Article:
Interactions with land finally took a toll on the hurricane and it weakened to a Category 3 storm with 120 mph winds as it began to plow through the Bahamas. Once again, warm waters allowed the storm to ramp back up, and it hit the town of Freeport as a Category 4 storm. Storm surge was the main impact in the Bahamas, reaching more than 10 feet in spots.
As it headed toward the coast of Florida, prompting evacuation orders up and down the coast, Matthew made a couple of small eastward jogs and its center underwent reorganization. These changes meant the storm weakened back to a Category 3 storm and its center stayed just offshore as it paralleled the coast.
While that kept the worst winds from hitting land and helped mitigate the storm surge impact somewhat, that path just offshore also helped the storm retain its strength for longer.
As Matthew moved along the Southeast coast, tropical storm force winds were measured widely, as hurricane-force gusts in a few spots. The highest gust measured, according to NWS records, was 96 mph on Tybee Island, off the coast of Savannah, Ga.
Storm surge inundated numerous coastal cities and towns, including St. Augustine, Fla., Jacksonville, Fla., Savannah, Charleston and Myrtle Beach, S.C. Charleston Harbor saw its third highest flood crest. In Jacksonville, the surge and winds ripped off part of the historic pier. The surge damaged numerous beachfront houses and eroded protective dunes.
In one of the stranger stories to emerge from the storm, the surge churned up Civil War-era cannonballs from the seafloor and washed them ashore in Folly Beach, S.C. Bomb disposal crews disposed of them through controlled detonations.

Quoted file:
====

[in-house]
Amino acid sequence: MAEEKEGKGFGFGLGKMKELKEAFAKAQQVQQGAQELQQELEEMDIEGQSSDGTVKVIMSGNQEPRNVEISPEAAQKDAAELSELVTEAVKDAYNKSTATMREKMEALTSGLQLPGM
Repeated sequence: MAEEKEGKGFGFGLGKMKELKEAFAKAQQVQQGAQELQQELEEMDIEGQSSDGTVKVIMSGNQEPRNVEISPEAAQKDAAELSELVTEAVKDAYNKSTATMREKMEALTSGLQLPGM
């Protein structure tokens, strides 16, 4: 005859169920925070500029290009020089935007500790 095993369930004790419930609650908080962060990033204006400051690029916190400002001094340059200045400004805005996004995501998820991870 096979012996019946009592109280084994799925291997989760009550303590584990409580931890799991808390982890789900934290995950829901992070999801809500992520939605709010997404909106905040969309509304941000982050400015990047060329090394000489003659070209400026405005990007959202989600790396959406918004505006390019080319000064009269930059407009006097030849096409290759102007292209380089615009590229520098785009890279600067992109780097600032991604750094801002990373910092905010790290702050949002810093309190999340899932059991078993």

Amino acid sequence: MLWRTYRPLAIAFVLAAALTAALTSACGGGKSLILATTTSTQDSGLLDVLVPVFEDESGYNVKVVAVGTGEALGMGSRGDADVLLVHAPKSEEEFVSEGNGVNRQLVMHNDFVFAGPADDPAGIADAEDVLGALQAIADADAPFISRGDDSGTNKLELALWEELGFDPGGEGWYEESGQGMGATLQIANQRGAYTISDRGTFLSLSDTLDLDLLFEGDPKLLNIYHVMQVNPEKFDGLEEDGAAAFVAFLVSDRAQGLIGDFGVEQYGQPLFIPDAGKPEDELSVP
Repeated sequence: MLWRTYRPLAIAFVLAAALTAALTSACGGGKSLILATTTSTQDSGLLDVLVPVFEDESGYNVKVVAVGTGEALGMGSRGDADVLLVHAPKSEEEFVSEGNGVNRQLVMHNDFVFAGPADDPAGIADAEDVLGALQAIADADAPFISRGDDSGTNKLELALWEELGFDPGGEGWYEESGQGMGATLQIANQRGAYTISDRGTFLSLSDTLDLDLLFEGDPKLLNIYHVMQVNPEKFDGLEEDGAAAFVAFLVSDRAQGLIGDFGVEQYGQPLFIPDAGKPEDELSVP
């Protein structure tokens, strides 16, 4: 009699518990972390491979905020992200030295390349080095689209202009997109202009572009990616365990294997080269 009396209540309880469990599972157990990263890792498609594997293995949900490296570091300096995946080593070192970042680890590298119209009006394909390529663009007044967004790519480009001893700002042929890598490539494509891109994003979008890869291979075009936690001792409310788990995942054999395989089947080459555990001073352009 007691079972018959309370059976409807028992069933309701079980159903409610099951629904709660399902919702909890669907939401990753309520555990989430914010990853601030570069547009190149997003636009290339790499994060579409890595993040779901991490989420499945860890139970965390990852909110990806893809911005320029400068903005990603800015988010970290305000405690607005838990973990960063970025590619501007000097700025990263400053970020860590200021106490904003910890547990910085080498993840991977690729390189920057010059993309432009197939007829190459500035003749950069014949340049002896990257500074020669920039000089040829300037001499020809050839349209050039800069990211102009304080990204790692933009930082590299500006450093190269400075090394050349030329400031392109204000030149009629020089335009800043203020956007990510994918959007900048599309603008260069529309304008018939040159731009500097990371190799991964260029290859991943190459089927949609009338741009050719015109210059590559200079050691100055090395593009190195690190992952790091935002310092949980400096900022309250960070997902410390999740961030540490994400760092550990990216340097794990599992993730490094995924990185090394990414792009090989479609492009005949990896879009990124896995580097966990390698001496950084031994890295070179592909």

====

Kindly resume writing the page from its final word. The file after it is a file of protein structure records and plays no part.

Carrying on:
Storm surge is one of the clearest ways that climate change will worsen the impacts of hurricanes that make landfall, as sea level rise means that such surge reaches higher than it once did.
Matthew gradually weakened as it moved northward over cooler waters and into a less favorable atmospheric environment. It finally made landfall in the U.S. southeast of McClellanville, S.C., as a Category 1 hurricane.
As it moved toward North Carolina, its main impact changed to heavy rainfall, which reached more than 14 inches near Fayetteville, N.C., and caused numerous creeks and rivers to overrun their banks and widespread flash flooding that turned intersections into lakes and washed out parts of roads. Downpours are becoming more intense as the world warms because as the atmosphere heats up, it can hold more moisture for storms to drop as rain.
Many people were caught unawares in their homes and cars, prompting hundreds of swift water rescues in the Fayetteville area alone. While some of the water has since subsided, a few rivers in North Carolina won’t peak until later this week.
Power outages were widespread across the affected U.S. states and could be seen in nighttime satellite images. At their peaks, there 1.2 million customers without power in Florida, more than 300,000 in Georgia, more than 850,000 in South Carolina and more than 800,000 in North Carolina.
The exact toll wrought by Matthew will likely come into increasing focus as the days and weeks go by and officials and residents can take clear stock.
With its unusual path and considerable impacts, Matthew is likely to be a much studied storm, helped along by the numerous measurements taken by satellites, hurricane hunters, ocean buoys and radar.